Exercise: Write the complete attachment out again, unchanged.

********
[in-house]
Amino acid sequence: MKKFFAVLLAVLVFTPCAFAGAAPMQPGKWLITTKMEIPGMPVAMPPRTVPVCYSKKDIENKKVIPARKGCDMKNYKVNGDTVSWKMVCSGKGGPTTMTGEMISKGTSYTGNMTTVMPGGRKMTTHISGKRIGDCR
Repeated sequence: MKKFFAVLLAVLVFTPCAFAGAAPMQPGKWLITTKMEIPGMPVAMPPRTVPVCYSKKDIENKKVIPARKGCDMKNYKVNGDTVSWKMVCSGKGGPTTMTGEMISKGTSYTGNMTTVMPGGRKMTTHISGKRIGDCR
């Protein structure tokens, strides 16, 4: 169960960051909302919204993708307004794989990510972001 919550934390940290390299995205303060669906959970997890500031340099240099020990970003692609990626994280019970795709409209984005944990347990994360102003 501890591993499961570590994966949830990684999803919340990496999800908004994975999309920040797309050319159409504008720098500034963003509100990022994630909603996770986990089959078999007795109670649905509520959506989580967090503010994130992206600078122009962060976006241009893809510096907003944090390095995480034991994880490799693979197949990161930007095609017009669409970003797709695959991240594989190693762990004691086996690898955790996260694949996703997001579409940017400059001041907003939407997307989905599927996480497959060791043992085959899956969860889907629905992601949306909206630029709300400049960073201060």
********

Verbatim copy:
[in-house]
Amino acid sequence: MKKFFAVLLAVLVFTPCAFAGAAPMQPGKWLITTKMEIPGMPVAMPPRTVPVCYSKKDIENKKVIPARKGCDMKNYKVNGDTVSWKMVCSGKGGPTTMTGEMISKGTSYTGNMTTVMPGGRKMTTHISGKRIGDCR
Repeated sequence: MKKFFAVLLAVLVFTPCAFAGAAPMQPGKWLITTKMEIPGMPVAMPPRTVPVCYSKKDIENKKVIPARKGCDMKNYKVNGDTVSWKMVCSGKGGPTTMTGEMISKGTSYTGNMTTVMPGGRKMTTHISGKRIGDCR
């Protein structure tokens, strides 16, 4: 169960960051909302919204993708307004794989990510972001 919550934390940290390299995205303060669906959970997890500031340099240099020990970003692609990626994280019970795709409209984005944990347990994360102003 501890591993499961570590994966949830990684999803919340990496999800908004994975999309920040797309050319159409504008720098500034963003509100990022994630909603996770986990089959078999007795109670649905509520959506989580967090503010994130992206600078122009962060976006241009893809510096907003944090390095995480034991994880490799693979197949990161930007095609017009669409970003797709695959991240594989190693762990004691086996690898955790996260694949996703997001579409940017400059001041907003939407997307989905599927996480497959060791043992085959899956969860889907629905992601949306909206630029709300400049960073201060």